Religious studies is the academic study of human religions from the point of view of the social sciences and the humanities, as opposed to a committed religious point of view.
As such, religious studies is a wide-ranging subject, encompassing the historical, philological, philosophical, and sociological analysis of the world’s various religious institutions, practices, and sacred texts. The field also includes the study of the cultural context and literary genre of sacred texts, as well as their influence on the subsequent historical development of religious ideas, practices, and institutions around the globe.
With these considerations in mind, we have compiled a list of the most influential books in religious studies of the past decade (2011–2021). We have assigned an objective measure of “influence” to each book on the basis of the number of references it has received in both the academic literature and the popular media.
Note that our list does not necessarily represent the most popular religious studies books overall published during the past ten years, nor is it a straightforward list of religious studies bestsellers during that time frame—for several reasons.
For one thing, we have excluded the sacred texts themselves. Moreover, we have omitted religious studies textbooks, technical reference works, and fictional works which may contain religious studies-related material.
Several of the works included on the list are classics in the field, dating to the early twentieth century. Nevertheless, ours is not a list of the most influential religious studies books of all time. Such a list would have a very different look and feel to it.
Rather, our list provides you with the 25 books on religious studies that have had the greatest combined academic and popular impact over the past decade.
Read on for a look at The 25 Most Influential Books in Religious Studies.
By: Reza Aslan , 2013
Aslan (b. 1972) is a religious studies scholar, author, and television host. He was born in Iran, but his family was forced to flee to the US in 1979 after the fall of the Shah and the establishment of the Islamic Republic under the Ayatollah Khomeini.
Aslan was raised in the San Francisco Bay area in California. He holds a Master of Theological Studies (MTS) degree from Harvard Divinity School and a PhD in sociology from the University of California, Santa Barbara. Aslan’s family’s religious background was Twelver Shi’ism, but the author converted to evangelical Christianity as a child.
In this book, Aslan advances the claim that Jesus of Nazareth’s proclamation of the kingdom of God, as narrated in the Gospels, ought to be seen as primarily a political challenge to the powers-that-be in first-century Palestine—namely, the Roman Empire and the hereditary Jewish priesthood. The book and its claims have been highly controversial.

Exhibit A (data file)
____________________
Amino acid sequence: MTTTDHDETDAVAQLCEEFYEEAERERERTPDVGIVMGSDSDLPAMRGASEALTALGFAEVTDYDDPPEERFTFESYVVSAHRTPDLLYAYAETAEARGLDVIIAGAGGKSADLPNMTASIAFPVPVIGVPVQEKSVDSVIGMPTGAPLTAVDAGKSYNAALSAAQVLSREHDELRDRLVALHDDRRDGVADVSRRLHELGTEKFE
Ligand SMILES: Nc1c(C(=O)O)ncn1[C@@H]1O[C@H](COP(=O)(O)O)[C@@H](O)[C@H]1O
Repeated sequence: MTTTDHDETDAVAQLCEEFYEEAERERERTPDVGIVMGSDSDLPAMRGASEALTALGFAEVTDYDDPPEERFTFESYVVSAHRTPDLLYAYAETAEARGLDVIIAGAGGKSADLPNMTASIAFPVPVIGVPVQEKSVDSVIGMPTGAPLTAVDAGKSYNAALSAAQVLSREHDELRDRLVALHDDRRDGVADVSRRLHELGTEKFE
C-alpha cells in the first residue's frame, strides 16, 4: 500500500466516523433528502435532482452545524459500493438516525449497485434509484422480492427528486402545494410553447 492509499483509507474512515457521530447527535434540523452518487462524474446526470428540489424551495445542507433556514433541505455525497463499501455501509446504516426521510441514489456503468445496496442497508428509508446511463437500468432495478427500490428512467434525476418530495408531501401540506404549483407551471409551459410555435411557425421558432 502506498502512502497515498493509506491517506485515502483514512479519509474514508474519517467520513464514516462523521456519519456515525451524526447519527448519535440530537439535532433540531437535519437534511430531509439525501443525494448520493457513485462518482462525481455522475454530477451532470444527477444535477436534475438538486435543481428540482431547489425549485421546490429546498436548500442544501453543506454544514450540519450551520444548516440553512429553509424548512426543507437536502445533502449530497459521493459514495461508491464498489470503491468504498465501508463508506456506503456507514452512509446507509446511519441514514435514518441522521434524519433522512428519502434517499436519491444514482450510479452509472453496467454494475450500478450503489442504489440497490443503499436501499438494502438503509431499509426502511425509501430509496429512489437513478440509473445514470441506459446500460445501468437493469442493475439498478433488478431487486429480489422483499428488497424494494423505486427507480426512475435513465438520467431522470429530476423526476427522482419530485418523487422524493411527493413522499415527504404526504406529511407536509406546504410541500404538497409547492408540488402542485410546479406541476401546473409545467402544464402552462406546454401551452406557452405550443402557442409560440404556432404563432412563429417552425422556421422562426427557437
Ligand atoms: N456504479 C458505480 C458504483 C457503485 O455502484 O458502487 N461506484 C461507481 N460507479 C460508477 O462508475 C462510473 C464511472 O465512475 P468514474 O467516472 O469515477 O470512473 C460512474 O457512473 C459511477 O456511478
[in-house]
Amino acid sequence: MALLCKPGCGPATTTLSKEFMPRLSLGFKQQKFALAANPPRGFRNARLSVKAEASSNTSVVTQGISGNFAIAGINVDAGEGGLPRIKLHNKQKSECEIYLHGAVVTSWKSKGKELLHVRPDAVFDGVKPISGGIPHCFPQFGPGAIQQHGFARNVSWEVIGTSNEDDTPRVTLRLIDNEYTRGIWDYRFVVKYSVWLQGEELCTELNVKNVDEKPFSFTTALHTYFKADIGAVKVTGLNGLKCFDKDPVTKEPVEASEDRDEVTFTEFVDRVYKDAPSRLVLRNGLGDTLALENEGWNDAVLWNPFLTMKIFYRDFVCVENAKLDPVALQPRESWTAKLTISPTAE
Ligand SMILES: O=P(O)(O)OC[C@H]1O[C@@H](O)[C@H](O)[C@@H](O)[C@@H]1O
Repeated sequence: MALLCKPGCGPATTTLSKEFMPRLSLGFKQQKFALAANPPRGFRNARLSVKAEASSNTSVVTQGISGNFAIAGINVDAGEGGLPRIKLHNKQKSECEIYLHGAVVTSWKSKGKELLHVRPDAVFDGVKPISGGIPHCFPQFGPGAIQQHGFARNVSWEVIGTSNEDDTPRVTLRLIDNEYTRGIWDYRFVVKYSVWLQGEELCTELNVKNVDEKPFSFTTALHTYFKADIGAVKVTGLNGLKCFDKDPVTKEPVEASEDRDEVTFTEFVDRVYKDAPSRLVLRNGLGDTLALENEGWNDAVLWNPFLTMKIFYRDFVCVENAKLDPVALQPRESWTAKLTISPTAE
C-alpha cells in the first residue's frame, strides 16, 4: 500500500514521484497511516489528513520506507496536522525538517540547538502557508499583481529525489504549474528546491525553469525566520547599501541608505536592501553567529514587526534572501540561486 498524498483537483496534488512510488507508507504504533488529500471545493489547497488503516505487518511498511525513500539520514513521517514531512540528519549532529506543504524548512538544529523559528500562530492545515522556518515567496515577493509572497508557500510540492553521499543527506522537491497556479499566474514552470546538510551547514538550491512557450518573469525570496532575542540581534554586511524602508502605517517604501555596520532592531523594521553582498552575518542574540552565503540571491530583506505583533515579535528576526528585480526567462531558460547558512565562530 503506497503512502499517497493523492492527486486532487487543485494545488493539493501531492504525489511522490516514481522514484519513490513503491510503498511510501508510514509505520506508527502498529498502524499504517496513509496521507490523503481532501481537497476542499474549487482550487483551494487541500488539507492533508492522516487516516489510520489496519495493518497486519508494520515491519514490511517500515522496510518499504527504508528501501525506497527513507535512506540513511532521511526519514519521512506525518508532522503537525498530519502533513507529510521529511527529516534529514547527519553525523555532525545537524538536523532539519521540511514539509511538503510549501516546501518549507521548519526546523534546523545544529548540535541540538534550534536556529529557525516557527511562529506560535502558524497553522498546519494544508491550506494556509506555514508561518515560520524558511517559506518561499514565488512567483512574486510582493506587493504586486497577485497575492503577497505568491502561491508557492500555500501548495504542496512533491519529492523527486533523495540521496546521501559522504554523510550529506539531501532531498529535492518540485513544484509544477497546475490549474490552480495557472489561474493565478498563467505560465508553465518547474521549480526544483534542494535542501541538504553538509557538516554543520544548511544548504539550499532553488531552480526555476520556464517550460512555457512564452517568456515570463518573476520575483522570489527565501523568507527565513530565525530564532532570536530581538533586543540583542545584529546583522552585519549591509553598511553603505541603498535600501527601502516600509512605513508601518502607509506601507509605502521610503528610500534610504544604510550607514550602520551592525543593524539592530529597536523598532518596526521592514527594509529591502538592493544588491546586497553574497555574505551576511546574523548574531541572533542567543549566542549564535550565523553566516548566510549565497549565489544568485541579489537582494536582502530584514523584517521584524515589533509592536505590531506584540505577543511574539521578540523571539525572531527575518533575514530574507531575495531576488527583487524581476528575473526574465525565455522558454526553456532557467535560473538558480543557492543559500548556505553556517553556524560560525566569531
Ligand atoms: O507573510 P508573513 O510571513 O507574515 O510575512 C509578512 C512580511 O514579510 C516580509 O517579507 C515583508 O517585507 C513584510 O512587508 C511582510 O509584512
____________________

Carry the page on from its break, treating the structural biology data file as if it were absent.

By: William James , 1902
James (1842–1910) is often considered the most important philosopher that America has produced. He is perhaps most famous as the promoter of the philosophy of “pragmatism” founded by his friend Charles S. Peirce (1839–1914). Pragmatism is a many-faceted worldview, one of the central tenets of which is the claim that belief is essentially linked to perception and action and that true beliefs are those that are successful or “useful.”
While James was not himself a conventional religious believer, he was strongly opposed to the “positivism” of his day (what we now call “scientism”), which attempted to discredit religion in the name of science. One of his chief philosophical concerns was to carve out an intellectually respectable public space for religious belief. (For more on this topic, see #8 below.)
James was invited to deliver the prestigious Gifford Lectures for 1901–1902 at the University of Edinburgh in Scotland. Traditionally delivered over two academic years, the lecture series was completed in 1902 and immediately published as The Varieties of Religious Experience.
In this classic book, James describes and analyzes a wide variety of religious phenomena, from the traditional historical (“world”) religions to smaller-scale groups and even reports of individual, personal experiences. He weaves insightful historical, philosophical, and psychological observations on all of these different sorts of religious phenomena throughout this remarkable, one-of-a-kind study.
By: Max Weber , 1905
Weber (1864–1920) was a renowned German jurist, sociologist, political economist, and historian. His influence on the development of the social sciences around the turn of the twentieth century is difficult to exaggerate.
Weber’s famous pair of lectures, “Science as a Vocation” and “Politics as a Vocation”, delivered to the Free Students Union of Bavaria in 1919, provided a touchstone for several generations of budding German professionals in the law, in politics, and in the social sciences.